University of Michigan professor Barry Checkoway writes a thought-provoking column today in the Detroit Free Press. At a recent football game, he watched a group of white suburban and black inner city youths march together holding signs that said “Challenge segregation … Increase dialogue … Create change.”
In Detroit, the nation’s most segregated city, it’s the kids who are saying, “this isn’t okay with us.”
The students who marched are all participants in Youth Dialogues on Race and Ethnicity in Metropolitan Detroit. The program offers a physical space for youth of diverse backgrounds to come together, and sponsors city-wide tours and a residential retreat to plan action projects that challenge discrimination, increase dialogue and create change.
This resonates with me, having gone to school in an astoundingly segregated city, where black and white students moved in separate universes until they were thrown together (by the ill-executed plan known as bussing) at the public high school. Racial tensions abounded, and fights were an everyday occurrence. But mostly, we didn’t know how to talk to each other.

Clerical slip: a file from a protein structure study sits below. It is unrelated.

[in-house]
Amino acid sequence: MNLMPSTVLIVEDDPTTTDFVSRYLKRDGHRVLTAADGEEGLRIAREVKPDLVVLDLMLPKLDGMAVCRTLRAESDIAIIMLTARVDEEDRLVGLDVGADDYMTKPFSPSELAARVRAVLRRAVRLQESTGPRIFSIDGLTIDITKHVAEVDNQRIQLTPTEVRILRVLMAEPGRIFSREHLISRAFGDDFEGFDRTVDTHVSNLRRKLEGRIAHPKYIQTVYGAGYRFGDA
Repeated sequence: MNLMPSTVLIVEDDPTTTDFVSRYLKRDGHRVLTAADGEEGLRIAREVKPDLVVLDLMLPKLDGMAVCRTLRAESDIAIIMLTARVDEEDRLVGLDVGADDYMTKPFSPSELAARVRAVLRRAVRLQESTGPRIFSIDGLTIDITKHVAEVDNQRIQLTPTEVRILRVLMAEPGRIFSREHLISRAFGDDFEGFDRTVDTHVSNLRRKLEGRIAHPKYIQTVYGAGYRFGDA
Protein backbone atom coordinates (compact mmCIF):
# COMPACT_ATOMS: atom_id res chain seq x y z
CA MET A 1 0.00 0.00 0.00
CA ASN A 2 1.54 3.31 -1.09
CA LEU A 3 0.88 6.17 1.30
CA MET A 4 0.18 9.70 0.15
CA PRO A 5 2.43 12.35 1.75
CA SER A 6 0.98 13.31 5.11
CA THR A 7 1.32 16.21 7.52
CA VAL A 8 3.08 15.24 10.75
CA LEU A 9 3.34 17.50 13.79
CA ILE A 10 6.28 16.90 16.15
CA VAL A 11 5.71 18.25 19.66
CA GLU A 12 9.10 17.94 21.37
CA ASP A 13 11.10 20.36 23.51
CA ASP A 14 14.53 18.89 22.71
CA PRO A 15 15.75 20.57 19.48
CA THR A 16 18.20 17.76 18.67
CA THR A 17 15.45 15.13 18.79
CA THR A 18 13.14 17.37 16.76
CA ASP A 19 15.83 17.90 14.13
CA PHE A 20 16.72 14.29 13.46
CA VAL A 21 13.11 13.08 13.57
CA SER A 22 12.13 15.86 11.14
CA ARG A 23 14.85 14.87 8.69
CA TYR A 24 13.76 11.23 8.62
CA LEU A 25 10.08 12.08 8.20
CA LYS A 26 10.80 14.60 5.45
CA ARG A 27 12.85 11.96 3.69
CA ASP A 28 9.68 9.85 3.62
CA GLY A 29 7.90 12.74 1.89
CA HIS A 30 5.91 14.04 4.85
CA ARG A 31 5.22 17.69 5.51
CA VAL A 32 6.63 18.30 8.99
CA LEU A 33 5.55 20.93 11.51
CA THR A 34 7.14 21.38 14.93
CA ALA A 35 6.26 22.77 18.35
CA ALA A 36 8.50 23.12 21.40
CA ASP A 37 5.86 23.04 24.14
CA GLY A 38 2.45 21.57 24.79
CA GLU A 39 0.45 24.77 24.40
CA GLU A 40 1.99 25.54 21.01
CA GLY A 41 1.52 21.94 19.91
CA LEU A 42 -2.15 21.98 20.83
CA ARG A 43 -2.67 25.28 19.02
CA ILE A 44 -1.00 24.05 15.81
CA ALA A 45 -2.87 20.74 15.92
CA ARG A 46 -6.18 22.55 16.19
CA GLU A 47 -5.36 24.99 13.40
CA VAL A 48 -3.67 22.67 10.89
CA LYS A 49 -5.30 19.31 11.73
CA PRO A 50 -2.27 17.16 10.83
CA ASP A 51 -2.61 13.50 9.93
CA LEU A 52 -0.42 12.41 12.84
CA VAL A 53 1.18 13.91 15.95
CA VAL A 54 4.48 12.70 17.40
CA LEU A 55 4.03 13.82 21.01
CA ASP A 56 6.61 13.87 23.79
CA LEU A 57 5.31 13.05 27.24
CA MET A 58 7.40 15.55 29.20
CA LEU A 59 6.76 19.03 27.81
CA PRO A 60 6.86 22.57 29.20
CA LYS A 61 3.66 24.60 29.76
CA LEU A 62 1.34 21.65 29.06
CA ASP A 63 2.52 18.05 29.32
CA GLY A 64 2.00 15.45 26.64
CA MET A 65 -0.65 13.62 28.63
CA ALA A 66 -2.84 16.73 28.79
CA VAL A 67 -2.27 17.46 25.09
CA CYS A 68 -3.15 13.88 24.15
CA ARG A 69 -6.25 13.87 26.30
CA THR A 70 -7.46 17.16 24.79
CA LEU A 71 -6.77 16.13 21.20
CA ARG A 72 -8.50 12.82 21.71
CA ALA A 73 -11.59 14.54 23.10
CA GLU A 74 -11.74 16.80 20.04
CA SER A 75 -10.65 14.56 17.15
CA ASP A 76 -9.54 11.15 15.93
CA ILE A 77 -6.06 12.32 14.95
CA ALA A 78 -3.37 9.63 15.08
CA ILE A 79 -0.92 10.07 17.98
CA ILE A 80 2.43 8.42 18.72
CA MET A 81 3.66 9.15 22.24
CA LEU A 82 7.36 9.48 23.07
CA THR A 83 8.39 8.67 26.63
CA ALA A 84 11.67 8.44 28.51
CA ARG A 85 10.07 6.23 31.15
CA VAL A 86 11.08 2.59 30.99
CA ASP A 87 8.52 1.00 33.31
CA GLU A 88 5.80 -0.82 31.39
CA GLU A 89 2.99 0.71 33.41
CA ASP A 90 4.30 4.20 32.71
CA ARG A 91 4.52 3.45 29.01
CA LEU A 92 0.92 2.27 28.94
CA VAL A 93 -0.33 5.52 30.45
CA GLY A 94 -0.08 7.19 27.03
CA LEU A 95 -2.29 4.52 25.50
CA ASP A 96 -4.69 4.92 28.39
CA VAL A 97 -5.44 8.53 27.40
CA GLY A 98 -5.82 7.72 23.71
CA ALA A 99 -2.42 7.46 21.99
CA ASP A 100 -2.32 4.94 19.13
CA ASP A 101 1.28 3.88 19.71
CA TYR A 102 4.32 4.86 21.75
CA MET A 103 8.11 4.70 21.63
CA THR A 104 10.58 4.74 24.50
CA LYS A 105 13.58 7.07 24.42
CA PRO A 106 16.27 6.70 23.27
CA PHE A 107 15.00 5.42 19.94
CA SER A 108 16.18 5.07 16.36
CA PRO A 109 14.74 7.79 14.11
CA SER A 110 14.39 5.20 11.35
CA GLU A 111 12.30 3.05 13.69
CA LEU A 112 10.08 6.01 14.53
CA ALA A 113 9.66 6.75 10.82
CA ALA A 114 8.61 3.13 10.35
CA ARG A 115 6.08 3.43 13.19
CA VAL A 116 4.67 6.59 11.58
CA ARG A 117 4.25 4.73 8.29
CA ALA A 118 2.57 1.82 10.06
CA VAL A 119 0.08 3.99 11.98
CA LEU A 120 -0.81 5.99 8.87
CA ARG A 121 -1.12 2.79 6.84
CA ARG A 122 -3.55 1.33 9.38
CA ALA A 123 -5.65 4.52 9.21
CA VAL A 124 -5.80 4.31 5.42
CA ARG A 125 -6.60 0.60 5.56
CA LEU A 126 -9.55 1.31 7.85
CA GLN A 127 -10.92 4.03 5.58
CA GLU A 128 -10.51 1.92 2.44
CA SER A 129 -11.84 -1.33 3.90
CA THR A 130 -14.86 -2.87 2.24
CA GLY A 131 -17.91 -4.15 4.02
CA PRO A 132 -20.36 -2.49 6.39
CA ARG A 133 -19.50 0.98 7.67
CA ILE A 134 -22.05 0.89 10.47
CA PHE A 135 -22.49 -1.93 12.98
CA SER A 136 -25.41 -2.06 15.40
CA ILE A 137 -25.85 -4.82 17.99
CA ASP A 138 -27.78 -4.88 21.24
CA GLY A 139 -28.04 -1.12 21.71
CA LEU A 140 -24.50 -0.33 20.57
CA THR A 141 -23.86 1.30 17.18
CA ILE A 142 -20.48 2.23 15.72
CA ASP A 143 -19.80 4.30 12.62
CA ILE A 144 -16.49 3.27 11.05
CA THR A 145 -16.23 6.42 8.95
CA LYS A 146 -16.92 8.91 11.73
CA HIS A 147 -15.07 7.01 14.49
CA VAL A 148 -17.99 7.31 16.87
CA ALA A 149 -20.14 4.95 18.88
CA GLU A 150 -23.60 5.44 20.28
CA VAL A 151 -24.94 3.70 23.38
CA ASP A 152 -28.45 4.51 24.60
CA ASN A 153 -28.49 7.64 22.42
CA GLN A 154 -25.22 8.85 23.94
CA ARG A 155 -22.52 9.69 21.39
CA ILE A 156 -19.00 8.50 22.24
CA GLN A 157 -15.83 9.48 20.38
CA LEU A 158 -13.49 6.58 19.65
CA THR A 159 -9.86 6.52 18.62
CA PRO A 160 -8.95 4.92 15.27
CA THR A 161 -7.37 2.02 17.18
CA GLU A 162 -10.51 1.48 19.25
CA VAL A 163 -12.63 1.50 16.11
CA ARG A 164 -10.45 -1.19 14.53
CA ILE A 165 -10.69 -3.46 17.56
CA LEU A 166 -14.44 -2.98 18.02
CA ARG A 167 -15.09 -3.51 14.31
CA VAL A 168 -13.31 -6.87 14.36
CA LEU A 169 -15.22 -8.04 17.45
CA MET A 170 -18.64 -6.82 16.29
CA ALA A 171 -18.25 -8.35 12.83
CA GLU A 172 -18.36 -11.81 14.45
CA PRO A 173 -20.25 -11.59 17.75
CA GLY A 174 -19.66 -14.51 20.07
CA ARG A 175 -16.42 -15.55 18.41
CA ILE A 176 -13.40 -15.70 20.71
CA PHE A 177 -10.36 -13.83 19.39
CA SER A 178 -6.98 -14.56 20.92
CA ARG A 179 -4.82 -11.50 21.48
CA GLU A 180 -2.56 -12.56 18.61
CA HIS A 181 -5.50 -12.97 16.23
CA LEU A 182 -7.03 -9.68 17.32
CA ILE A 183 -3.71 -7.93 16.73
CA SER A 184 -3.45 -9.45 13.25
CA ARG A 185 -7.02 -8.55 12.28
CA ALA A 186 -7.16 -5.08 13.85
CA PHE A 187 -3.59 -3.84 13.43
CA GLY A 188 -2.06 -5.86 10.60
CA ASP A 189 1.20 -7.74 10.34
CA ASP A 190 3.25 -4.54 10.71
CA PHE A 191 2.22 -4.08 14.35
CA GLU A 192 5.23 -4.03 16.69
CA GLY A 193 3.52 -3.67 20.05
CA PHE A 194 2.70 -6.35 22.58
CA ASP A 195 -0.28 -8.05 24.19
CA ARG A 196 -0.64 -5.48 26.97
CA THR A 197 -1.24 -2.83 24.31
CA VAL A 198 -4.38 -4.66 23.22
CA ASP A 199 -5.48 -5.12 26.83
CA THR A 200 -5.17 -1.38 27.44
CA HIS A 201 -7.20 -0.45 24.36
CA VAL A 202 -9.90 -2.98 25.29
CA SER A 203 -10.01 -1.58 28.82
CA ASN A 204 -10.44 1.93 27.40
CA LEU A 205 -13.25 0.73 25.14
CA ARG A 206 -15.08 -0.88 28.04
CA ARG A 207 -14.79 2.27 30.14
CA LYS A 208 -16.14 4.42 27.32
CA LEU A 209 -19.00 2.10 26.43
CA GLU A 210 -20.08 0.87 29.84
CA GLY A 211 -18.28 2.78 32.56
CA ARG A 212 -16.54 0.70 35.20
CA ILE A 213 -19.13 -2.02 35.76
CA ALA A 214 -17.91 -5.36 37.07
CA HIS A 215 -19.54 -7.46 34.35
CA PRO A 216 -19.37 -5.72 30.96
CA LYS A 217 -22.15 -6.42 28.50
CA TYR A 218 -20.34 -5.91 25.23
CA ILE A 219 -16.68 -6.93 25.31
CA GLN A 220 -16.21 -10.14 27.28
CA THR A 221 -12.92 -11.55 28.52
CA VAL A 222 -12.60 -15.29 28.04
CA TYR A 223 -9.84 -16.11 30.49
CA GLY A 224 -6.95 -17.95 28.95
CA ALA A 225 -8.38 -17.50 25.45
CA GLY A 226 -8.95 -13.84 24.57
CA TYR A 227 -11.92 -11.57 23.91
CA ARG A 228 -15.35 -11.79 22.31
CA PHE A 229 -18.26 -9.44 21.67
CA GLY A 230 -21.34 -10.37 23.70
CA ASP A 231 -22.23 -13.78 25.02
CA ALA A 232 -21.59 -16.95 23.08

It seems that most of these conflicts could have been avoided had there been any kind of dialogue, or even acknowledgment of the challenges we were facing, by higher authorities. But like most staid bureaucracies, the system functioned only threaten, punish, and look the other way.
As I sit here in Philadelphia, knowing that most neighborhoods are just as monochromatic, it seems that developing this sort of program should be paramount on the City’s agenda. Maybe even ahead of implementing “Stop and Frisk” strategies, or increasing police forces.